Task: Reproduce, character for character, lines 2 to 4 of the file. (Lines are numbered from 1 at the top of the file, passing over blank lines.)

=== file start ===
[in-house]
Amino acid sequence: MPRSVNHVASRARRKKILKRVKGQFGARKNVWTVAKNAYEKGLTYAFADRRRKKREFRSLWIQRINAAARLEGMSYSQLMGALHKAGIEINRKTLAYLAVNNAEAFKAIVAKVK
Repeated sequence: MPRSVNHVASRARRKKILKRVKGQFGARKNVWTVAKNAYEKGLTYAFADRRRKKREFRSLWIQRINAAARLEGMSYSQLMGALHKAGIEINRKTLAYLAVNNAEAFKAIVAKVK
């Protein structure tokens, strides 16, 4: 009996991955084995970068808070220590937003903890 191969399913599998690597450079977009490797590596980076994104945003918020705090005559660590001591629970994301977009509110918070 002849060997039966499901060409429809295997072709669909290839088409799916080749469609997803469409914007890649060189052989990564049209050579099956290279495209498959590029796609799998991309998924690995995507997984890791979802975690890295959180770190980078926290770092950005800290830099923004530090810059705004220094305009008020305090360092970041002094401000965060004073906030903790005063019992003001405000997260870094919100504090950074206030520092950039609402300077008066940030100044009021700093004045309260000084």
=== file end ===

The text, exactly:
Amino acid sequence: MPRSVNHVASRARRKKILKRVKGQFGARKNVWTVAKNAYEKGLTYAFADRRRKKREFRSLWIQRINAAARLEGMSYSQLMGALHKAGIEINRKTLAYLAVNNAEAFKAIVAKVK
Repeated sequence: MPRSVNHVASRARRKKILKRVKGQFGARKNVWTVAKNAYEKGLTYAFADRRRKKREFRSLWIQRINAAARLEGMSYSQLMGALHKAGIEINRKTLAYLAVNNAEAFKAIVAKVK
């Protein structure tokens, strides 16, 4: 009996991955084995970068808070220590937003903890 191969399913599998690597450079977009490797590596980076994104945003918020705090005559660590001591629970994301977009509110918070 002849060997039966499901060409429809295997072709669909290839088409799916080749469609997803469409914007890649060189052989990564049209050579099956290279495209498959590029796609799998991309998924690995995507997984890791979802975690890295959180770190980078926290770092950005800290830099923004530090810059705004220094305009008020305090360092970041002094401000965060004073906030903790005063019992003001405000997260870094919100504090950074206030520092950039609402300077008066940030100044009021700093004045309260000084």